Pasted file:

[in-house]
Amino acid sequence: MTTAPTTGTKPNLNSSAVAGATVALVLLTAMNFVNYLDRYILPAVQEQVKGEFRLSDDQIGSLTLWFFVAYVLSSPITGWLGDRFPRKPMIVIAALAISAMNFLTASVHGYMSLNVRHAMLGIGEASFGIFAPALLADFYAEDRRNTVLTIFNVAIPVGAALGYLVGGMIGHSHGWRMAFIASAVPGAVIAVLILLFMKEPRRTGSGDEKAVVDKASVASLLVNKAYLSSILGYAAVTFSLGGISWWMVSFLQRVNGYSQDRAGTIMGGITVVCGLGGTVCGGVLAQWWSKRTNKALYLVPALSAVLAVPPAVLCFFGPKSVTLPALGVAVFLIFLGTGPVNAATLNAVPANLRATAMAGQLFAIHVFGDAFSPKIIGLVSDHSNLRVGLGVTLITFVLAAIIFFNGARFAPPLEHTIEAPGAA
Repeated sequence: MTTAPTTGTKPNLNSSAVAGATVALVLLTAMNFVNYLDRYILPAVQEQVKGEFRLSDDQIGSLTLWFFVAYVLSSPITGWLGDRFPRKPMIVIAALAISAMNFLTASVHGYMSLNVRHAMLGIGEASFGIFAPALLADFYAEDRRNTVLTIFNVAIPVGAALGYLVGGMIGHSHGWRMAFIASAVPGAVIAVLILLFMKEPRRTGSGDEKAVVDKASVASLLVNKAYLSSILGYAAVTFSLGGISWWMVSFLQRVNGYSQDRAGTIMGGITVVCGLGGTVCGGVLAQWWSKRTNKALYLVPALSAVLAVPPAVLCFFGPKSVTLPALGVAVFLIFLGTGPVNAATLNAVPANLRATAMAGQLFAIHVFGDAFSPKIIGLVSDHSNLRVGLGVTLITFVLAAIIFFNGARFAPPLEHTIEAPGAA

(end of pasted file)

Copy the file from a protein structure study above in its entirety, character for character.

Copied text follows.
[in-house]
Amino acid sequence: MTTAPTTGTKPNLNSSAVAGATVALVLLTAMNFVNYLDRYILPAVQEQVKGEFRLSDDQIGSLTLWFFVAYVLSSPITGWLGDRFPRKPMIVIAALAISAMNFLTASVHGYMSLNVRHAMLGIGEASFGIFAPALLADFYAEDRRNTVLTIFNVAIPVGAALGYLVGGMIGHSHGWRMAFIASAVPGAVIAVLILLFMKEPRRTGSGDEKAVVDKASVASLLVNKAYLSSILGYAAVTFSLGGISWWMVSFLQRVNGYSQDRAGTIMGGITVVCGLGGTVCGGVLAQWWSKRTNKALYLVPALSAVLAVPPAVLCFFGPKSVTLPALGVAVFLIFLGTGPVNAATLNAVPANLRATAMAGQLFAIHVFGDAFSPKIIGLVSDHSNLRVGLGVTLITFVLAAIIFFNGARFAPPLEHTIEAPGAA
Repeated sequence: MTTAPTTGTKPNLNSSAVAGATVALVLLTAMNFVNYLDRYILPAVQEQVKGEFRLSDDQIGSLTLWFFVAYVLSSPITGWLGDRFPRKPMIVIAALAISAMNFLTASVHGYMSLNVRHAMLGIGEASFGIFAPALLADFYAEDRRNTVLTIFNVAIPVGAALGYLVGGMIGHSHGWRMAFIASAVPGAVIAVLILLFMKEPRRTGSGDEKAVVDKASVASLLVNKAYLSSILGYAAVTFSLGGISWWMVSFLQRVNGYSQDRAGTIMGGITVVCGLGGTVCGGVLAQWWSKRTNKALYLVPALSAVLAVPPAVLCFFGPKSVTLPALGVAVFLIFLGTGPVNAATLNAVPANLRATAMAGQLFAIHVFGDAFSPKIIGLVSDHSNLRVGLGVTLITFVLAAIIFFNGARFAPPLEHTIEAPGAA